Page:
Paediatrics Publications


Loss of endothelial cell-specific autophagy-related protein 7 exacerbates doxorubicin-induced cardiotoxicity

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Biochemistry and Biophysics Reports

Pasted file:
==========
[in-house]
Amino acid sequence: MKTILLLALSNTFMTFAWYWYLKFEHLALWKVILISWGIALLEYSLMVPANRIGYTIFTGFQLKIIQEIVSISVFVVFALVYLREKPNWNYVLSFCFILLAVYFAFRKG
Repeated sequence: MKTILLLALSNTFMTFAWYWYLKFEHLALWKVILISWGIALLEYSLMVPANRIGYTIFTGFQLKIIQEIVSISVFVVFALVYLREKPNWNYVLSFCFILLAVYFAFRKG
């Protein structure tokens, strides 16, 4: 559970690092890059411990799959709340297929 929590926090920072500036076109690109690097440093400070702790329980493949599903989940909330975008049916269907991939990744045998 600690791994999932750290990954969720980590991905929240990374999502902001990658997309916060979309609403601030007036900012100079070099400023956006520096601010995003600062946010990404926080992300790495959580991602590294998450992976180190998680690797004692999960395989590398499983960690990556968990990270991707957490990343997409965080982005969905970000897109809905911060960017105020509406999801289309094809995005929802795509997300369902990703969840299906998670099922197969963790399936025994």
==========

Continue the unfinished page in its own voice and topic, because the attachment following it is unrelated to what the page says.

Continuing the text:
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Doxorubicin (DOX) is an effective, broad-spectrum antineoplastic agent with serious cardiotoxic side effects, which may lead to the development of heart failure. Current strategies to diagnose, prevent, and treat DOX-induced cardiotoxicity (DIC) are inadequate. Recent evidence has linked the dysregulation and destruction of the vascular endothelium to the development of DIC. Autophagy is a conserved pro-survival mechanism that recycles and removes damaged sub-cellular components. Autophagy-related protein 7 (ATG7) catalyzes autophagosome formation, a critical step in autophagy. In this study, we used endothelial cell-specific Atg7 knockout (EC-Atg7−/−) mice to characterize the role of endothelial cell-specific autophagy in DIC. DOX-treated EC-Atg7−/− mice showed reduced survival and a greater decline in cardiac function compared to wild-type controls. Histological assessments revealed increased cardiac fibrosis in DOX-treated EC-Atg7−/− mice. Furthermore, DOX-treated EC-Atg7−/− mice had elevated serum levels of creatine kinase-myocardial band, a biomarker for cardiac damage. Thus, the lack of EC-specific autophagy exacerbated DIC. Future studies on the relationship between EC-specific autophagy and DIC could establish the importance of endothelium protection in preventing DIC.

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